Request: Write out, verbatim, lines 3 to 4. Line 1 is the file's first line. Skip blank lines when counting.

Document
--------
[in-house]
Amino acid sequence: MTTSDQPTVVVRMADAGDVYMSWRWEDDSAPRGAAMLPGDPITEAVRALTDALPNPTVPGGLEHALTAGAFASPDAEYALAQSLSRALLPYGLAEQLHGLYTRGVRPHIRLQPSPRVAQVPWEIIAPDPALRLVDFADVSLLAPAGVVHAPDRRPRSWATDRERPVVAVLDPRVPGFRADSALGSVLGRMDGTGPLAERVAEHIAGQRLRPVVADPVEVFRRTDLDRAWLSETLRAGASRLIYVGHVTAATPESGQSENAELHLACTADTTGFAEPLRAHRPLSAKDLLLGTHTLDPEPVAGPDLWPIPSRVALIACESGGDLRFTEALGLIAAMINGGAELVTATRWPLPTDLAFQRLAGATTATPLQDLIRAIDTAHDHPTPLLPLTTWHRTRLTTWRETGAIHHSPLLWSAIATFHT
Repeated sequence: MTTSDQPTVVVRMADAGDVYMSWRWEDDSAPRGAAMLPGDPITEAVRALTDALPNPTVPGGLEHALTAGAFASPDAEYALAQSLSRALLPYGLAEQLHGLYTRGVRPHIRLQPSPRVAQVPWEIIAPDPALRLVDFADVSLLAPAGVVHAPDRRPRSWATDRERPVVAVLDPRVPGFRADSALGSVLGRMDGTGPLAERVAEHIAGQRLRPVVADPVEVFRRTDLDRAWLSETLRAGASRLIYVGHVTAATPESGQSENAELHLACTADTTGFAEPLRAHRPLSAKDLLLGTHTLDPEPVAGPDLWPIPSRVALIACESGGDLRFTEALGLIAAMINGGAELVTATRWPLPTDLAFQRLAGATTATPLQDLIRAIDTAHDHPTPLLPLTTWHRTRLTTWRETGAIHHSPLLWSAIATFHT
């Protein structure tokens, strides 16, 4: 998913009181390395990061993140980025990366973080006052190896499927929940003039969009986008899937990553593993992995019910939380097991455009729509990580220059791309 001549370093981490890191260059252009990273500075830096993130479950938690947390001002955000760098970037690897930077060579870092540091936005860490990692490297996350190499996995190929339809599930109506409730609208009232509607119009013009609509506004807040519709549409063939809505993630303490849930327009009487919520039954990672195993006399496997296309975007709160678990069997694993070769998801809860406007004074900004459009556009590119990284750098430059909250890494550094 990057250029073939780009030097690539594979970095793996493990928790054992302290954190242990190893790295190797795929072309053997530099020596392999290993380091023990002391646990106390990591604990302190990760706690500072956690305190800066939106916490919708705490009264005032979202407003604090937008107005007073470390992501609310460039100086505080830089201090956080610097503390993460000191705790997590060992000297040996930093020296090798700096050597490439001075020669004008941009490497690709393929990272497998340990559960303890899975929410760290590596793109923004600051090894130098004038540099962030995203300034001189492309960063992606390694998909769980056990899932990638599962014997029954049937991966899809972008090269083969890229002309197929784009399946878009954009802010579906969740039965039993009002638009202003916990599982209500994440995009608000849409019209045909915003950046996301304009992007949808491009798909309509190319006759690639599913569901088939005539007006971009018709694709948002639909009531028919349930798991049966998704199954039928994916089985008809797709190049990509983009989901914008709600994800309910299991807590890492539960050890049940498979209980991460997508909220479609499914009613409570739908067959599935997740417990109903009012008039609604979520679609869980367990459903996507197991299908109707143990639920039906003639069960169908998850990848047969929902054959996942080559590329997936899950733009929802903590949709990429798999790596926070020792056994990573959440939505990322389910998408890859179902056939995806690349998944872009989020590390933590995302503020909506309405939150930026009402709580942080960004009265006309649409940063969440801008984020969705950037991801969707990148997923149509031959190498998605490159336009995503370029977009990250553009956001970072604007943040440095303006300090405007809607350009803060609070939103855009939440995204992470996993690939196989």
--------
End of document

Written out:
Repeated sequence: MTTSDQPTVVVRMADAGDVYMSWRWEDDSAPRGAAMLPGDPITEAVRALTDALPNPTVPGGLEHALTAGAFASPDAEYALAQSLSRALLPYGLAEQLHGLYTRGVRPHIRLQPSPRVAQVPWEIIAPDPALRLVDFADVSLLAPAGVVHAPDRRPRSWATDRERPVVAVLDPRVPGFRADSALGSVLGRMDGTGPLAERVAEHIAGQRLRPVVADPVEVFRRTDLDRAWLSETLRAGASRLIYVGHVTAATPESGQSENAELHLACTADTTGFAEPLRAHRPLSAKDLLLGTHTLDPEPVAGPDLWPIPSRVALIACESGGDLRFTEALGLIAAMINGGAELVTATRWPLPTDLAFQRLAGATTATPLQDLIRAIDTAHDHPTPLLPLTTWHRTRLTTWRETGAIHHSPLLWSAIATFHT
């Protein structure tokens, strides 16, 4: 998913009181390395990061993140980025990366973080006052190896499927929940003039969009986008899937990553593993992995019910939380097991455009729509990580220059791309 001549370093981490890191260059252009990273500075830096993130479950938690947390001002955000760098970037690897930077060579870092540091936005860490990692490297996350190499996995190929339809599930109506409730609208009232509607119009013009609509506004807040519709549409063939809505993630303490849930327009009487919520039954990672195993006399496997296309975007709160678990069997694993070769998801809860406007004074900004459009556009590119990284750098430059909250890494550094 990057250029073939780009030097690539594979970095793996493990928790054992302290954190242990190893790295190797795929072309053997530099020596392999290993380091023990002391646990106390990591604990302190990760706690500072956690305190800066939106916490919708705490009264005032979202407003604090937008107005007073470390992501609310460039100086505080830089201090956080610097503390993460000191705790997590060992000297040996930093020296090798700096050597490439001075020669004008941009490497690709393929990272497998340990559960303890899975929410760290590596793109923004600051090894130098004038540099962030995203300034001189492309960063992606390694998909769980056990899932990638599962014997029954049937991966899809972008090269083969890229002309197929784009399946878009954009802010579906969740039965039993009002638009202003916990599982209500994440995009608000849409019209045909915003950046996301304009992007949808491009798909309509190319006759690639599913569901088939005539007006971009018709694709948002639909009531028919349930798991049966998704199954039928994916089985008809797709190049990509983009989901914008709600994800309910299991807590890492539960050890049940498979209980991460997508909220479609499914009613409570739908067959599935997740417990109903009012008039609604979520679609869980367990459903996507197991299908109707143990639920039906003639069960169908998850990848047969929902054959996942080559590329997936899950733009929802903590949709990429798999790596926070020792056994990573959440939505990322389910998408890859179902056939995806690349998944872009989020590390933590995302503020909506309405939150930026009402709580942080960004009265006309649409940063969440801008984020969705950037991801969707990148997923149509031959190498998605490159336009995503370029977009990250553009956001970072604007943040440095303006300090405007809607350009803060609070939103855009939440995204992470996993690939196989």